£2.4 million partnership to restore 1000 hectares of damaged upland peat sites in North of England

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Creating peat bunds on Armboth Hag, Cumbria | © Sean Prokopiw / Cumbria Wildlife Trust

A new £2.4 million peatland partnership will see heavily-degraded peat bogs restored across Lancashire and Cumbria, creating healthier habitats in the north of England and bringing the UK closer to its 2050 Net Zero goal.

Coordinated by the National Trust, a partnership of landowners, charities and conservation organisations including Cumbria Wildlife Trust, the Forest of Bowland AONB, and United Utilities will restore 1,063 hectares (2,626 acres) of degraded peat at ten sites in the North West.

It is one of the latest additions to the Great North Bog, a £9.3 million peatland restoration initiative developed by the North Pennines AONB Partnership, the Yorkshire Peat Partnership and the Moors for the Future Partnership.

The Great North Bog is a landscape-scale approach to upland peatland restoration and conservation across nearly 700,000 hectares (1,729,737 acres) of peatland soils in the Protected Landscapes of northern England, stretching from the Peak District to Northumberland.

With funding from Natural England’s Nature for Climate Peatland Grant Scheme, this new partnership will restore some of the most damaged upland peat sites in the North West and prevent an estimated 69,693 tonnes of greenhouse gas being released into the atmosphere by 2050.

Nearly all (92 per cent) of England’s upland peatlands are in the north of England, storing 400 million tonnes of carbon. Healthy peatlands sequester carbon and play a vital role in tackling the climate crisis, but degraded peat emits carbon into the atmosphere, contributing to climate change.

Mike Innerdale, regional director – North region at the National Trust, said:

“We know that restoring degraded upland peat in the North of England is absolutely key to reaching the government’s Net Zero goal. The Great North Bog partnership is at the heart of this, with a coalition of landowners, commoners, conservation organisations and communities coming together to bring their expertise and resource to tackle this long-overdue challenge and address the climate crisis.”

Restoration methods will include blocking drains to re-wet the ground, stabilising and revegetating bare peat to reduce erosion, and introducing sphagnum moss to start rebuilding the lost peat.

Heidi Buck, Peatland Officer at Cumbria Wildlife Trust said:

“Thanks to this grant, we’ll be able to start work on six important upland peatland sites in Cumbria. We’ll bring machinery on to the degraded sites to stabilise eroded areas and to create features, to rewet and restore the important peatbog vegetation.
“We’ll plant Sphagnum moss, an important peat-forming species, on sites where there isn’t much left, to ensure that the carbon trapped within the sites is secure. This will also help to slow the flow of water from the hills and create vital habitats for important species including northern eggar and emperor moths, merlin and peregrine falcon.”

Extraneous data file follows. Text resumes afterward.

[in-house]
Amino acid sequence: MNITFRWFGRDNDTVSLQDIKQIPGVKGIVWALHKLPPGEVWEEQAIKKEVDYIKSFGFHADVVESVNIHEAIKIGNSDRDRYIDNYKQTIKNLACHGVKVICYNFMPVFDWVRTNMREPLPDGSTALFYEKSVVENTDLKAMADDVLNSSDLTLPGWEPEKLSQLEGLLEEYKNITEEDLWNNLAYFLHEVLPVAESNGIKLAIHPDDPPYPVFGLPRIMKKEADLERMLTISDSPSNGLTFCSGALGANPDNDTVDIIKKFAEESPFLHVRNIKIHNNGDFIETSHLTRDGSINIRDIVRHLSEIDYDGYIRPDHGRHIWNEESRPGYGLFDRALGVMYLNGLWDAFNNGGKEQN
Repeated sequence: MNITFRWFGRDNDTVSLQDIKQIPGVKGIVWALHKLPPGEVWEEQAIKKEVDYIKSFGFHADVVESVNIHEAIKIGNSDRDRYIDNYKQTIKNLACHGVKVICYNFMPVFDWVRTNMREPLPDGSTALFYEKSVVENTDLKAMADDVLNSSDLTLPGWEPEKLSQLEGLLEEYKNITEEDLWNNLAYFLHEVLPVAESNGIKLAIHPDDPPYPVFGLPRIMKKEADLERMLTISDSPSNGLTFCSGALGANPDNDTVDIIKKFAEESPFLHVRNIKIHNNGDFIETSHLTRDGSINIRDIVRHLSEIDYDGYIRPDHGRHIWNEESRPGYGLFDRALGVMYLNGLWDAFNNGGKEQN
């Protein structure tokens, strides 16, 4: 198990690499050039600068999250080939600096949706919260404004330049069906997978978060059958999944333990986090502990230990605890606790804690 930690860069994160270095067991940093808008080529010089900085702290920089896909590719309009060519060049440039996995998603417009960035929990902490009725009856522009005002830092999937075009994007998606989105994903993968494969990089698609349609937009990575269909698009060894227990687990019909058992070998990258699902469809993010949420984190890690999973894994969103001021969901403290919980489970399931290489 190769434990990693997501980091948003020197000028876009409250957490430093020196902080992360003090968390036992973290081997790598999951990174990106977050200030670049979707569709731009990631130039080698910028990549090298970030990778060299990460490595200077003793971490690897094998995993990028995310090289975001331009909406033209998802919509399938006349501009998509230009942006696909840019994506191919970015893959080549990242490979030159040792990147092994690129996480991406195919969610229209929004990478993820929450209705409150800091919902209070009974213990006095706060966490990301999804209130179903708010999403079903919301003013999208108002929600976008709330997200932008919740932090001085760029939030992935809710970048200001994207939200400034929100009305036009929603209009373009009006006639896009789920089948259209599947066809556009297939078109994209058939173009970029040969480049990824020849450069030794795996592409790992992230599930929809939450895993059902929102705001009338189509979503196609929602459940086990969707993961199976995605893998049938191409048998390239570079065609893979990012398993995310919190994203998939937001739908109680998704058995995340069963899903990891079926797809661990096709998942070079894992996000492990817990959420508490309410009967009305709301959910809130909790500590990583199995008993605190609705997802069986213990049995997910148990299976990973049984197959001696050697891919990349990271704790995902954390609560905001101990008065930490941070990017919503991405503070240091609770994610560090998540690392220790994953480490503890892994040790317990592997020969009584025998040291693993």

As around 95 per cent of the peatland habitats in Cumbria and the Forest of Bowland are currently in poor condition, this partnership aims to re-start the carbon capture process and stop the release of greenhouse gases from the peat. Once fully restored, the peatland sites are expected to sequester over 8,000 tonnes of CO2 from the atmosphere every year.

Alongside helping to tackle climate change, restoring blanket bog will improve priority habitat for wildlife, safeguarding protected bird species like merlin, hen harrier, and curlew.

Re-wetting these sponge-like peat bogs will also improve water quality for local people in Cumbria and Lancashire, slowing the flow of water during periods of heavy rain and reducing the risk of flooding for communities downstream.

Mike added:

“We’re thrilled to be part of this project to restore these peatland sites in Cumbria and Lancashire, which will see long-lasting impacts for people and nature in the North West.”

Pete Wilson, Catchment Partnership Officer, from United Utilities, said:

“We are delighted to be supporting this important project by providing additional funding to restore peatland in parts of Cumbria and Lancashire. As a company we have committed to becoming net zero by 2030 and restoring 1,000 hectares (2,471 acres) of peat bog.
“Projects like this will go some way to meeting that ambition and it is also important to us from an operational perspective. As well as improving the quality of the water that reaches our reservoirs by acting as a filter, peat bogs can also act as a natural flood management system alleviating pressure on the sewer system during periods of heavy rainfall.”

Restoration work on these ten sites has already begun and will run until 2025, with partners and landowners continuing to work together beyond the project to ensure that these peatlands are cared for in the long term.

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